Will Doing Away with Parking Minimums Be Good for DTLA?

The idea is to make development cheaper and encourage people to use greener modes of transport—but will that be the case?

Downtown Los Angeles has become a hub of housing production in the region. It’s also a place where you often encounter infuriating, steering wheel-gripping gridlock. Now a move is afoot to spur construction and, ideally, reduce the time drivers spend seething in their cars. It also just might make housing development more affordable—although don’t hold your breath for those savings to trickle down.

Last Thursday, the Department of City Planning released a plan that would do away with parking minimums for future housing projects in downtown. The idea is that there is already an abundance of ways to navigate the neighborhood without climbing into a personal vehicle.

“Nowhere is the diversity of alternatives to car travel more evident than in this urban core,” reads a press release from the department. “Today, bike share, localized bus services, shuttles, and scooters offer faster—as well as more convenient and affordable—alternatives to paying for parking.”

Downtown, as everyone knows, has experienced monumental growth in the past two decades, transitioning from a hub for government and white-collar workers that was dead after dark to a thriving community jammed with high-end housing and an array of restaurants, bars, and cultural institutions that lure people well into the night. Once-sleepy neighborhoods such as South Park and the Arts District are now packed with housing complexes and businesses, and street parking can be hard to find.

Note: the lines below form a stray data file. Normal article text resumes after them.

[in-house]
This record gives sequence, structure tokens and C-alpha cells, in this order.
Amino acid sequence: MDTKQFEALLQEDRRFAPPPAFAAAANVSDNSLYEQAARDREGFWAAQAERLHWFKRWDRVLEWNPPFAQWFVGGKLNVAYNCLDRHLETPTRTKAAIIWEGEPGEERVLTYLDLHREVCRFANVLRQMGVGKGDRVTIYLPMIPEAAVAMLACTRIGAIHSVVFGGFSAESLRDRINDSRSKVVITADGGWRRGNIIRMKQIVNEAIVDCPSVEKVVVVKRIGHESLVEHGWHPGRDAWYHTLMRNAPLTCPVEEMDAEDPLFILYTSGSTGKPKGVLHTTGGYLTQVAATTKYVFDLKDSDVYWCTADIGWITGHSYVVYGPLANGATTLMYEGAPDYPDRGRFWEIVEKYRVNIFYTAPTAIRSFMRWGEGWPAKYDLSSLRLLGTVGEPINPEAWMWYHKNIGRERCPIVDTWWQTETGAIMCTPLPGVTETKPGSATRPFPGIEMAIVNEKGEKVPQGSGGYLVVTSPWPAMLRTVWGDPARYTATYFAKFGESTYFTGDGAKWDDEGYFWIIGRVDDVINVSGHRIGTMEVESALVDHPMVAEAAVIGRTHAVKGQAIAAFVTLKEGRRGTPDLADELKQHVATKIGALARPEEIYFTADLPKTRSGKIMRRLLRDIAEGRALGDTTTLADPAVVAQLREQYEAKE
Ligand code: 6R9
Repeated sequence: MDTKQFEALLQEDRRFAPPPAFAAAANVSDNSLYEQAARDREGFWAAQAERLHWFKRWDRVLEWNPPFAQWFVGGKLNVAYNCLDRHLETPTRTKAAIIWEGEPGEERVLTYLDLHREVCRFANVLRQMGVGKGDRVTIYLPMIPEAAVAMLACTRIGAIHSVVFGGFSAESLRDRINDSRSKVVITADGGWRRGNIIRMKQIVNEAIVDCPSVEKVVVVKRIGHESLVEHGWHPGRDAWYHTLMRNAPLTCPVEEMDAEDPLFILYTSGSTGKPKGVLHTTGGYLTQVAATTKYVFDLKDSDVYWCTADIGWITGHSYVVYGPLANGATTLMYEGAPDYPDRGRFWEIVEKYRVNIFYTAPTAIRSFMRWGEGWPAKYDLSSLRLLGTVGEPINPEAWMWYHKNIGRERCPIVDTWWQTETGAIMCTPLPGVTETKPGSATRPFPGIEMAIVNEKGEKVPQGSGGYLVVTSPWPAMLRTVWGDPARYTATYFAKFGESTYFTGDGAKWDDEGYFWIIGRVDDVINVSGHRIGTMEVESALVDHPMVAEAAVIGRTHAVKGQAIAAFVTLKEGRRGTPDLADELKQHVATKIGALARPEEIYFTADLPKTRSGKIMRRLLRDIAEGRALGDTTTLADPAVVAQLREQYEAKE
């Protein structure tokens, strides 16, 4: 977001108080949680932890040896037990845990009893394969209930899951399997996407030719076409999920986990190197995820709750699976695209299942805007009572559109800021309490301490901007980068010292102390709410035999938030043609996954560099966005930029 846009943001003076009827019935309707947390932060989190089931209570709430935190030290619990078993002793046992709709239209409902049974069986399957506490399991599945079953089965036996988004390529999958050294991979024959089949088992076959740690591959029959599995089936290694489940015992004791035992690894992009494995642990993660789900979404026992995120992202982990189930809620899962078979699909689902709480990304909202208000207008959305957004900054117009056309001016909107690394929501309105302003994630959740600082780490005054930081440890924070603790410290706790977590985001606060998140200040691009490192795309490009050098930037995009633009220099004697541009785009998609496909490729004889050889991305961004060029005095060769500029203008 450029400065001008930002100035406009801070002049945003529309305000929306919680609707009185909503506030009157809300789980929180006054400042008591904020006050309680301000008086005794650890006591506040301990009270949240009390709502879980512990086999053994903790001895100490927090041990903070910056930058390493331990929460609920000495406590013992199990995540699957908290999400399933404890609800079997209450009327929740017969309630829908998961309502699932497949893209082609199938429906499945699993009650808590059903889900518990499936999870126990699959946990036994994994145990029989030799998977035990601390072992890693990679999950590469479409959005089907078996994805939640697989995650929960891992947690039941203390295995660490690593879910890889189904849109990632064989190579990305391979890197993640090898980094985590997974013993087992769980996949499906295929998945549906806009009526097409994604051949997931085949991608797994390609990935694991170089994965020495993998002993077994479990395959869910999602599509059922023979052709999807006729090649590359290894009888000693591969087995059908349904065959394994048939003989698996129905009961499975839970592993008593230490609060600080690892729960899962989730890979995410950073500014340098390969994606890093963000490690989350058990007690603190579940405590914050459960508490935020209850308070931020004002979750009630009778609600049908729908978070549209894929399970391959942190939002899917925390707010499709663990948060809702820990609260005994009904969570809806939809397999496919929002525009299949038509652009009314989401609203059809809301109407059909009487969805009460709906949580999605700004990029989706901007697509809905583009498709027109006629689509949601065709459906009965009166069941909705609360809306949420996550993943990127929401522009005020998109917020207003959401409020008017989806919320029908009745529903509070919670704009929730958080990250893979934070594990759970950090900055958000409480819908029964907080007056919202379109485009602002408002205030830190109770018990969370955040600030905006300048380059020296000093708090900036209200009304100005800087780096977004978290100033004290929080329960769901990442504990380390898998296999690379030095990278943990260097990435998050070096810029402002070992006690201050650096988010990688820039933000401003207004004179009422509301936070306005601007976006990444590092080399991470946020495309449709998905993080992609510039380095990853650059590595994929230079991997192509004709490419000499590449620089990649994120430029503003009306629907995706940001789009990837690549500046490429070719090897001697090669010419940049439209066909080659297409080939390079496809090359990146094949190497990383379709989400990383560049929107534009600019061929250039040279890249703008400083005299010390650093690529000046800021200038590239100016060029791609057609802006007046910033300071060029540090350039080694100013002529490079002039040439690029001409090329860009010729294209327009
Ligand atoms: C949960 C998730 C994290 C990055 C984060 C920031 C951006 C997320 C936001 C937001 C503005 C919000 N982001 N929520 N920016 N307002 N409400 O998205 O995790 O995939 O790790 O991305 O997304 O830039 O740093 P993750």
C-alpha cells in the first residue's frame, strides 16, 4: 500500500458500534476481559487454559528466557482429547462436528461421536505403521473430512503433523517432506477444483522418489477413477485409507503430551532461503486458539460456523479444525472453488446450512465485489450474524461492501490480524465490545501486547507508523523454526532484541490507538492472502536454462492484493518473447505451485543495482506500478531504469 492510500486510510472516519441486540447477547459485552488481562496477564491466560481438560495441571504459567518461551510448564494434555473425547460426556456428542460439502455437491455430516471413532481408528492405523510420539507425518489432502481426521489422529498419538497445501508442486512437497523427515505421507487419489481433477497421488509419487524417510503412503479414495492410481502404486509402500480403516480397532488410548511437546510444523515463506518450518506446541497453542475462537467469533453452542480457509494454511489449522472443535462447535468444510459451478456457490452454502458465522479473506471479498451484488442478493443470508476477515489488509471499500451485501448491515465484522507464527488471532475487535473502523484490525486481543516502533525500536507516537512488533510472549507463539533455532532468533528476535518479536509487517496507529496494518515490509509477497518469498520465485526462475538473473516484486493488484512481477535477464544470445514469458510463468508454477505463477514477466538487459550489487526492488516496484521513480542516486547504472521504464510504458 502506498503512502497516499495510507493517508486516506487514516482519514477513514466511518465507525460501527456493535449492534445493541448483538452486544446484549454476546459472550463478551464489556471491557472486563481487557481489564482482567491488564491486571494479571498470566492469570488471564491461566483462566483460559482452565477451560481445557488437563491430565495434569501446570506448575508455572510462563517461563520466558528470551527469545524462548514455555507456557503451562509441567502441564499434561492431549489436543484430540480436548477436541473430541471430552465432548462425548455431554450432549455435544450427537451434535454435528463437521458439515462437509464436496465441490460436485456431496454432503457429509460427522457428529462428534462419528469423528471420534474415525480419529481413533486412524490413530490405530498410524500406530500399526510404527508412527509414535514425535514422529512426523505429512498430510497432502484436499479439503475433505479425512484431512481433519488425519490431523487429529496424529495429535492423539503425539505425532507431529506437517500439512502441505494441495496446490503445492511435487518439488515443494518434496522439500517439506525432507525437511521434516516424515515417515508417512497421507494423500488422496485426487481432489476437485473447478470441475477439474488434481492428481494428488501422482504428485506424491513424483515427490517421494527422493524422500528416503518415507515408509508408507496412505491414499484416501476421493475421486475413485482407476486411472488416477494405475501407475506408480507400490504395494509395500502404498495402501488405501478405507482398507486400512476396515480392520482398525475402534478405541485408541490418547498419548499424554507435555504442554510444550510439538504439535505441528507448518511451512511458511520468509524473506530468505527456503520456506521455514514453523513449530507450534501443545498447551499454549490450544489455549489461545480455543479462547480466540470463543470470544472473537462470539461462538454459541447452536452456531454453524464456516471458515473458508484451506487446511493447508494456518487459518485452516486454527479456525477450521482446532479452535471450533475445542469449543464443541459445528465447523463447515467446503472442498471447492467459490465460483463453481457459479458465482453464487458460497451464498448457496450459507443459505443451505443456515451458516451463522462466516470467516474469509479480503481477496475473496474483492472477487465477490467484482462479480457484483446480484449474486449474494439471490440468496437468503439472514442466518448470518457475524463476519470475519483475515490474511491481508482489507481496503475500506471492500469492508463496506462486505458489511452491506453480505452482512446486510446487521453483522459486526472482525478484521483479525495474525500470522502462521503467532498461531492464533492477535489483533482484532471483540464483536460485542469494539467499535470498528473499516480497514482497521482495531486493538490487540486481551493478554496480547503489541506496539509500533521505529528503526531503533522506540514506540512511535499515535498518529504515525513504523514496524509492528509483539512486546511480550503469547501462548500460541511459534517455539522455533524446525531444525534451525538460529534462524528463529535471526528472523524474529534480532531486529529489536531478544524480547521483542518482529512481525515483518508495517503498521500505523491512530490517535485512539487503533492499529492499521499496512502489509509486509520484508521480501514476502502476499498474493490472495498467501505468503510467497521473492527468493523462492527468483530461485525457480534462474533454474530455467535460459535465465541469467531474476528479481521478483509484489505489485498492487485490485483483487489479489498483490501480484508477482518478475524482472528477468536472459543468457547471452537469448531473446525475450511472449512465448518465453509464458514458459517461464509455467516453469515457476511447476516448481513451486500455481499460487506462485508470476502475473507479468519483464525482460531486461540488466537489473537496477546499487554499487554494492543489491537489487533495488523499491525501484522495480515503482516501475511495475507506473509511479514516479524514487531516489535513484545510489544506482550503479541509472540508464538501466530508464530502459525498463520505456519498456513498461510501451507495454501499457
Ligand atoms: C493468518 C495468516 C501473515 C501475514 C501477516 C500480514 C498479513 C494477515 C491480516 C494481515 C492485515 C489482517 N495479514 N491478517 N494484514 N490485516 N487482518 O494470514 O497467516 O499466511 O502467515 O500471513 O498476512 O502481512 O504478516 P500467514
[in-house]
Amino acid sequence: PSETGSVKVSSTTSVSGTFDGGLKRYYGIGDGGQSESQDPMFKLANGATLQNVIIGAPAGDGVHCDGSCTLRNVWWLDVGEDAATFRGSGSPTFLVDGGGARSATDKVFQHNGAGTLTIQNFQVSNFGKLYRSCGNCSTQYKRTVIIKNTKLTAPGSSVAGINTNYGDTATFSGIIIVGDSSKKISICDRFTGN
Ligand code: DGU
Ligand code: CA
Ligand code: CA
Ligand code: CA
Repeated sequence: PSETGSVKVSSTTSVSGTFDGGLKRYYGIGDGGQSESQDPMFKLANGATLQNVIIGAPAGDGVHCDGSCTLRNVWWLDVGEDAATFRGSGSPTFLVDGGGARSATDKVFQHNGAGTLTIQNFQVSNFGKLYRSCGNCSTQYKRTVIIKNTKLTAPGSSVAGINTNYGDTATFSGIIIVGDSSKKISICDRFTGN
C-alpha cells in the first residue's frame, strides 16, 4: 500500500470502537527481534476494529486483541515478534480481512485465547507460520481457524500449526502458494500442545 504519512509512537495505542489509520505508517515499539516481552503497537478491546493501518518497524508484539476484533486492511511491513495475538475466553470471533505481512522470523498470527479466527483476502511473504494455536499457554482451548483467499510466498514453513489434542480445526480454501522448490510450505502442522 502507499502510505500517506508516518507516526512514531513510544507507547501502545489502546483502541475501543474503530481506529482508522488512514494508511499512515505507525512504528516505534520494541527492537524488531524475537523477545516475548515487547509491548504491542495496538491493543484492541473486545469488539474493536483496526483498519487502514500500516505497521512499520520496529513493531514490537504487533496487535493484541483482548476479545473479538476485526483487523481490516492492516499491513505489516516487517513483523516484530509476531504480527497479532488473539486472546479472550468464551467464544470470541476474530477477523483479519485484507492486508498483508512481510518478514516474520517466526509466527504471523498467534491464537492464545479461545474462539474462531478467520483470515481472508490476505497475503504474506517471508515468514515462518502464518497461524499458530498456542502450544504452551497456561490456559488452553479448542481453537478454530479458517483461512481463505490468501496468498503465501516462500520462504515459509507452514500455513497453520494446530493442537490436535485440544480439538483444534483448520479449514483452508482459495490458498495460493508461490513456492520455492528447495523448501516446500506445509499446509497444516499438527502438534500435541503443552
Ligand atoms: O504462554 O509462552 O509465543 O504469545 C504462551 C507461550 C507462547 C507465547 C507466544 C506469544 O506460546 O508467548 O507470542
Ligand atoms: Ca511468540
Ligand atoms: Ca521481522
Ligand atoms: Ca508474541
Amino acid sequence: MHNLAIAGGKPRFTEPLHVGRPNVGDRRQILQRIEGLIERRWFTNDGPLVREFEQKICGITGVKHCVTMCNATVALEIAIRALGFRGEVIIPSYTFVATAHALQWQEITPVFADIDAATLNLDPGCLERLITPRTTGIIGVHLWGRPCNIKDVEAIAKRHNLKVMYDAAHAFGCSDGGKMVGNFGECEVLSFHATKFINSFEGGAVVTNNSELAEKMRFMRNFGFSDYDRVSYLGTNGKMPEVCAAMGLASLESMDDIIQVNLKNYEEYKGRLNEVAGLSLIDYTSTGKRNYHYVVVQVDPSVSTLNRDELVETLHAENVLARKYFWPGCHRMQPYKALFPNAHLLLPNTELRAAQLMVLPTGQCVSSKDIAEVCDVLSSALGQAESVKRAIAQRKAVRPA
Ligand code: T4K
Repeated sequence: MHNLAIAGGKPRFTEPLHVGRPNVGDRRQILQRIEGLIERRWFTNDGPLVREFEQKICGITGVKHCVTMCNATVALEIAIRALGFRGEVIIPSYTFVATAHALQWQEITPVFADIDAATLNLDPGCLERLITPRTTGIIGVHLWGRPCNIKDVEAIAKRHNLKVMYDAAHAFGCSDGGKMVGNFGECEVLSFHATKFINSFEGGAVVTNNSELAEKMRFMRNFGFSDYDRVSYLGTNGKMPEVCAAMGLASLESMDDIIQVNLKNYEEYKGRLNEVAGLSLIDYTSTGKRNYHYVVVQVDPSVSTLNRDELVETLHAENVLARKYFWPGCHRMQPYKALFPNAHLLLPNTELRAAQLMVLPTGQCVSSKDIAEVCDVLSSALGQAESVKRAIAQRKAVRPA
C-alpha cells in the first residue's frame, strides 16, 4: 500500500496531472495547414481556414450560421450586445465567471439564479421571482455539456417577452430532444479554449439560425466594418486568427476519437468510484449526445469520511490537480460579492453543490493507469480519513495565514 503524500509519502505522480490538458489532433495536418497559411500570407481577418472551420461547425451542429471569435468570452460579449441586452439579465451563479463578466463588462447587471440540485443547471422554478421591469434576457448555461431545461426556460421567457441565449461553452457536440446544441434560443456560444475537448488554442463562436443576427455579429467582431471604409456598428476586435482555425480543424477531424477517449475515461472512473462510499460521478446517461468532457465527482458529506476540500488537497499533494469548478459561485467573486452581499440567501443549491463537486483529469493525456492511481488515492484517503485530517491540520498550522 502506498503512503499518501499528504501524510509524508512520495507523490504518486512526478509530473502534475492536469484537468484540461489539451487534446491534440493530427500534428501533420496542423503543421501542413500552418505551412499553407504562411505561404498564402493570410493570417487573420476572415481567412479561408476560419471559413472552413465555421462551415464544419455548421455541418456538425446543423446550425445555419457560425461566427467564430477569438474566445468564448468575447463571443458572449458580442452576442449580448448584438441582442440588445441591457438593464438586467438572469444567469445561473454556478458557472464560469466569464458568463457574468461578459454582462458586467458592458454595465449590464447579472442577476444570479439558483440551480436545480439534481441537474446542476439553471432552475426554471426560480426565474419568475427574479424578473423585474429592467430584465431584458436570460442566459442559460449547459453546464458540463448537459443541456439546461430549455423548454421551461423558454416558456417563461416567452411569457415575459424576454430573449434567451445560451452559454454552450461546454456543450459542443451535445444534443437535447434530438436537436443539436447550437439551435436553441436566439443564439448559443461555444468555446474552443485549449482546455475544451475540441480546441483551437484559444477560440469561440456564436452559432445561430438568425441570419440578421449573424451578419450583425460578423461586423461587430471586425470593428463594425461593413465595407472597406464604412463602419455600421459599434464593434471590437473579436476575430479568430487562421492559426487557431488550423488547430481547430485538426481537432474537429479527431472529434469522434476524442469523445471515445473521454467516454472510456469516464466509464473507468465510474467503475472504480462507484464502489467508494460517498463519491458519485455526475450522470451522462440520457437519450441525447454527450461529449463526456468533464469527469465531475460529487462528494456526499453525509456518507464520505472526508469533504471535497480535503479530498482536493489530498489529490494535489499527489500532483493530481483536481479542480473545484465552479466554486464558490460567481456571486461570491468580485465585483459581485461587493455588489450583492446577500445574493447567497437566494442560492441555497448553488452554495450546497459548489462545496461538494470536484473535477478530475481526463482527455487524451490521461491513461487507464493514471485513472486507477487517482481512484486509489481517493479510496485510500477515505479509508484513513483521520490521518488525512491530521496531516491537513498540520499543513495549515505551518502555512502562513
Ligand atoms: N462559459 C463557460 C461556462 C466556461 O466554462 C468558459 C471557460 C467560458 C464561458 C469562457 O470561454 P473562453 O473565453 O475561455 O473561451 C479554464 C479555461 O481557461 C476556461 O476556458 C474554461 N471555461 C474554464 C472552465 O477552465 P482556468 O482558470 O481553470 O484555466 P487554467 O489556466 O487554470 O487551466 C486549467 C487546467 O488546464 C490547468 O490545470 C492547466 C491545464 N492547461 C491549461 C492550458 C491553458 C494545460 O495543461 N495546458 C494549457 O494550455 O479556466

Since 2000, when the first new housing developments started opening in downtown, the residential population has climbed from approximately 18,000 people to an estimated 80,000, and the vast majority of the additions have been market-rate. Yet the current figure may be only a midpoint: according to the Downtown Community Plan, often called DTLA 2040, downtown will see an additional 125,000 residents by 2040.

That’s not all: the area will also gain 55,000 jobs and 70,000 housing units by that time (the plan cites the Southern California Association of Governments as the source for the figures). The Planning Department points out that the 70,000 units would make up 20 percent of the city’s projected housing growth on just 1 percent of its land.